Memphis, TN, July 19, 2016 (Newswire.com) - Native American mound-building cultures began constructing mounds and earthworks some 6550 years ago, some 1700 years before Egypt’s ancient pyramids were constructed. While the earliest known mound was made in what is today Baton Rouge, Louisiana, the largest mound complex in America is in Cahokia, Illinois, just a few miles east of St. Louis. Over 120 mounds were built at Cahokia with the largest pyramid-shaped mound at the site over 100 feet in height—equivalent in height to a 10-story building. Its base covers 14 acres, one acre larger than the Great Pyramid at Giza. In 1998 a large stone structure was discovered at the base of the massive mound, just one of the many still-unexplored mysteries from this enigmatic culture.
In the just-released 2nd edition of The Illustrated Encyclopedia of Native American Indian Mounds & Earthworks, it is asserted that when Columbus arrived in the Americas, there were an astonishing 57 million people inhabiting the Americas and about 1 million mounds were then in existence. Today, perhaps 100,000 mounds and earthworks remain. They are often cited as the most underappreciated archaeological treasures in the world.
The Native American mound-building cultures evolved through several phases. In the earliest phase, during the Archaic era, small conical mounds were made that were sometimes arranged around circular, elevated earthworks. The first mounds date to 4550 BCE and a culture named “Poverty Point” emerged a few thousand years later. Poverty Point, in Louisiana, was named for a plantation and is an expansive National Monument and park with a museum devoted to the site. The Poverty Point site is so large that a tram is used to take visitors through the extensive earthworks and mounds found there.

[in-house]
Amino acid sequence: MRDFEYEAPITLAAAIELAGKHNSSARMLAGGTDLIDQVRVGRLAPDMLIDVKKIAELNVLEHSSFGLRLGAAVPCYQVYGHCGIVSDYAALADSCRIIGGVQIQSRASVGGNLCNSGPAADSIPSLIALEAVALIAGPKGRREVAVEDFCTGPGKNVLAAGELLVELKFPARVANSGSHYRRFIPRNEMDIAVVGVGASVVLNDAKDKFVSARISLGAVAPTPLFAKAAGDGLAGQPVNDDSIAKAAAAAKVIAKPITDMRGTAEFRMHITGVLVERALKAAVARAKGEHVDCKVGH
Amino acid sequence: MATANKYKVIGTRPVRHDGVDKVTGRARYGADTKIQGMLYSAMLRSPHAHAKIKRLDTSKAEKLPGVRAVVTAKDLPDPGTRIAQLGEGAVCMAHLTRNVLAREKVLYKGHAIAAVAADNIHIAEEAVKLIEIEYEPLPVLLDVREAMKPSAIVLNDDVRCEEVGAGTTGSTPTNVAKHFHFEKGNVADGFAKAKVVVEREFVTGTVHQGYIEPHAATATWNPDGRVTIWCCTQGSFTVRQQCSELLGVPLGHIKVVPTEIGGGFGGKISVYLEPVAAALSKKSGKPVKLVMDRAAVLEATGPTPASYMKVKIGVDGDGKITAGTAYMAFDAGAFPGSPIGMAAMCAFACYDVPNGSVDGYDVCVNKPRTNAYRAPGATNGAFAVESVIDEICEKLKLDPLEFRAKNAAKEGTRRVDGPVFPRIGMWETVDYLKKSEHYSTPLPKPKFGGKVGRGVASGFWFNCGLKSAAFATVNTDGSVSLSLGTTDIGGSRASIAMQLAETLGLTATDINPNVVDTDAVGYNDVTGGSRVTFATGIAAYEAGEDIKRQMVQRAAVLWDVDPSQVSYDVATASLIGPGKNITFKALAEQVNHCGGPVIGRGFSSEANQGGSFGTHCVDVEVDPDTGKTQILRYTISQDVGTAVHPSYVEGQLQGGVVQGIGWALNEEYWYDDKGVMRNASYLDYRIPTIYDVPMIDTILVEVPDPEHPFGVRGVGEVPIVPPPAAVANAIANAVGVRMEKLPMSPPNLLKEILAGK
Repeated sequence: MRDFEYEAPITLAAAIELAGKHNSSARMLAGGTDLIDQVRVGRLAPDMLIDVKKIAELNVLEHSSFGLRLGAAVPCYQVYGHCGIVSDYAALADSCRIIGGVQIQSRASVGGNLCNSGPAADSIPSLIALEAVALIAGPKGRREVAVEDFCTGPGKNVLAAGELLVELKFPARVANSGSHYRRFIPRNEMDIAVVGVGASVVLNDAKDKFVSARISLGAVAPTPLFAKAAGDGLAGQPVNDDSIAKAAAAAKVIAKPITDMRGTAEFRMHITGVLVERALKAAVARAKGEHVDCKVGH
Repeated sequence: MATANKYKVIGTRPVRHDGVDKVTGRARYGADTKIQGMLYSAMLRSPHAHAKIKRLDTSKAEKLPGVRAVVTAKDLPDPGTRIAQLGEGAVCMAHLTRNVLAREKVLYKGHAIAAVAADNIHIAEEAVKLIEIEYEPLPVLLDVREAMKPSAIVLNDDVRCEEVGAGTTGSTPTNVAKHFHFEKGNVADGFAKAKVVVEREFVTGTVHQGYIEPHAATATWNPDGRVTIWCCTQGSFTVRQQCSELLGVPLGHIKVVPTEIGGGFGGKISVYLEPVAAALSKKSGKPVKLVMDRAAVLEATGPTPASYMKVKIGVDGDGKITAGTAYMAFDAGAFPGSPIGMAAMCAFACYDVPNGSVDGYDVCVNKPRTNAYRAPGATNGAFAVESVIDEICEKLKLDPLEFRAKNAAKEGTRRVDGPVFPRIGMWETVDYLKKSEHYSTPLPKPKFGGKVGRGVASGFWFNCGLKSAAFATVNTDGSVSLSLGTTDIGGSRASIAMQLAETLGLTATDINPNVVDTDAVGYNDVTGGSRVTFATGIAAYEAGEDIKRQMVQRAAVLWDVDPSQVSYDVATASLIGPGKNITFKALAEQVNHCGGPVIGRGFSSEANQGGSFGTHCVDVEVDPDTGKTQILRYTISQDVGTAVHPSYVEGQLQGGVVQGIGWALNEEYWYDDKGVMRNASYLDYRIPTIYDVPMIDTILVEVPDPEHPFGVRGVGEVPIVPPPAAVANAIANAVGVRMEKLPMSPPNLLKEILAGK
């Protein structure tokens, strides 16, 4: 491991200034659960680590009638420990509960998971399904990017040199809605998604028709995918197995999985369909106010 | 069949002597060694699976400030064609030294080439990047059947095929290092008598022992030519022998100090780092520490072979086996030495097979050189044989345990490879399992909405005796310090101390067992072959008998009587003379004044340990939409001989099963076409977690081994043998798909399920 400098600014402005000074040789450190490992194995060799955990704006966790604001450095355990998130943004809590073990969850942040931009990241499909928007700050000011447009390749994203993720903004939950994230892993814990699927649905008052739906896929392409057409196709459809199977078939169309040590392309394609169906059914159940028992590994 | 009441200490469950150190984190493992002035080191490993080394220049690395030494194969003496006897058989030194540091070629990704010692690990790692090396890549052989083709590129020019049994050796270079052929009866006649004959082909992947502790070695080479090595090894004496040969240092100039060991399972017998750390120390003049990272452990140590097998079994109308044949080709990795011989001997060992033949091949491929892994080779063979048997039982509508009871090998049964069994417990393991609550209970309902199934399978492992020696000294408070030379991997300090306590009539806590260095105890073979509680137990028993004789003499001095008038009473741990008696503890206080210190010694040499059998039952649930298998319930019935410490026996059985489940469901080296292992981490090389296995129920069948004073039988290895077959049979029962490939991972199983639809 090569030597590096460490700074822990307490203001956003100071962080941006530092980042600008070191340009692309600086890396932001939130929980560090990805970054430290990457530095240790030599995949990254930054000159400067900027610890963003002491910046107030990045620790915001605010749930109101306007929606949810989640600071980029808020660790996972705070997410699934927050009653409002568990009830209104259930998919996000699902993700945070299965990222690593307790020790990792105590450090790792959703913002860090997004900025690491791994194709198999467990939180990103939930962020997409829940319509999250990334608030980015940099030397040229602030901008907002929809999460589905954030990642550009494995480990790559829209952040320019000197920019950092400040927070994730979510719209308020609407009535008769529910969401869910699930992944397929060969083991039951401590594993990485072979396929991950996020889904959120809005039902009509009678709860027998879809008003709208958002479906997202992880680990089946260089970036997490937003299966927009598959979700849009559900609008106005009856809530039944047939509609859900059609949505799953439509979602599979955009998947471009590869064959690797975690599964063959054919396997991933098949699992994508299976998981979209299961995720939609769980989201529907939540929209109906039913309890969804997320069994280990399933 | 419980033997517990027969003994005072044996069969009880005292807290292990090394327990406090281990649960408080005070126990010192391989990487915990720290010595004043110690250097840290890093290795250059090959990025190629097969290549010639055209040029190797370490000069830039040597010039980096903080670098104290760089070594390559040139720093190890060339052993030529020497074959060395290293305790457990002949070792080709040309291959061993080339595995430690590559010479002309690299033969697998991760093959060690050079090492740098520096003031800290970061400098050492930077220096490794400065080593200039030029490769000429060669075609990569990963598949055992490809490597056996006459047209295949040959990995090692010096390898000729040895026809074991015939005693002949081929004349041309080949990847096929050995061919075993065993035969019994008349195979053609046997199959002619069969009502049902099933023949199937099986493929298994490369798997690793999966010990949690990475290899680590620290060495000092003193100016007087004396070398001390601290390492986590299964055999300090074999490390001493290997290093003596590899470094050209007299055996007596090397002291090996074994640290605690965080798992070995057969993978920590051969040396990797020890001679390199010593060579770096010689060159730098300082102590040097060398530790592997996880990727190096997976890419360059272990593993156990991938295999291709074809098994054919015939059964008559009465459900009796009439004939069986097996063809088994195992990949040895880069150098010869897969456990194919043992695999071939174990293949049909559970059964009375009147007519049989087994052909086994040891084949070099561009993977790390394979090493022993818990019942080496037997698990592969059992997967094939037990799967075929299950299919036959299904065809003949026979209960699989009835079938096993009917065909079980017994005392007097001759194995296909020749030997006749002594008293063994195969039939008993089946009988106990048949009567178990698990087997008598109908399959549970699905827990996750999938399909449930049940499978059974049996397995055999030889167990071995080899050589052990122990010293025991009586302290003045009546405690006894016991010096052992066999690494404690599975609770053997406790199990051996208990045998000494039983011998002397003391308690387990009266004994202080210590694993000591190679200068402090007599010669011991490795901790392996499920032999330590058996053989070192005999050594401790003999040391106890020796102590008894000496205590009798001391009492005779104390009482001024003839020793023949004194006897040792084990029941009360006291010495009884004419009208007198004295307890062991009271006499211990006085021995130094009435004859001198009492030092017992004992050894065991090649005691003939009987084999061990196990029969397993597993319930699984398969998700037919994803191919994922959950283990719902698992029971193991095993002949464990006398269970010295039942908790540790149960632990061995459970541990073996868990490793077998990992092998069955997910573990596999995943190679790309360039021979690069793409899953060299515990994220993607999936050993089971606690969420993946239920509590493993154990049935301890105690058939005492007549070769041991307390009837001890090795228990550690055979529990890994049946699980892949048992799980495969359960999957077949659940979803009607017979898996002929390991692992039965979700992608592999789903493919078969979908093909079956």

When Columbus arrived in the Americas, there were an astonishing 57 million people inhabiting the Americas and about 1 million mounds were then in existence.
Gradually, a new culture, known to archaeologists as “Adena,” began constructing gigantic conical mounds with stone chambers and burials often found at the mound’s base. Circular moats and earthworks were often associated with these huge mounds along with lavish grave goods. There were a couple hundred Adena sites with some of them still unexcavated.
As Adena waned, around 3000 years ago, a new mound culture developed. Known as “Hopewell,” these enigmatic people erected massive geometric earthworks with the largest some 56 miles in length. Their sites were often utilized for ceremonies and rituals. Some Hopewell sites are simply incredible formations that defy simple descriptions. For example, the circular and octagon-shaped earthworks at Newark, Ohio and Serpent Mound in southern Ohio are must-see archaeological sites. Many museums at important mound sites in Ohio are devoted to mounds and earthworks.
About 1000 years ago, a culture referred to as “Mississippian” replaced the Hopewell. The Mississippians typically constructed massive mound complexes surrounded by wooden palisade fortresses. Many of the pyramid mounds constructed inside the walls were utilized as bases for temples and houses for the elite rulers. Many states have large parks with museums devoted to the preservation of Mississippian Era sites. During these many mound-building eras, thousands of mounds formed into animal shapes were made, dozens of huge hilltop fortresses ringed with stonewalls and earthen embankments were constructed, and countless geometric earthworks in the shapes of circles, octagons, and long linear mounds were made.
While most mounds have been destroyed, many of America’s ancient mound complexes still remain intact and are easily visited. Some, especially the larger and most unique sites, have been made into parks with museums and pathways that weave their way through the timeless mounds. They are unique sites that give a historical perspective absent from the typical American education.
The Illustrated Encyclopedia of Native American Indian Mounds & Earthworks is the most comprehensive guidebook to America’s mounds in existence. Over 1100 site descriptions and locations are cited along with museums devoted to mound sites. The book contains nearly 900 photos, illustrations, and maps of sites along with over 80 site reconstructions. Many rare photos of stone chambers inside excavated mounds are included. The over sized hardcover book was issued in July 2016.
Source: Eagle Wing Books, Inc.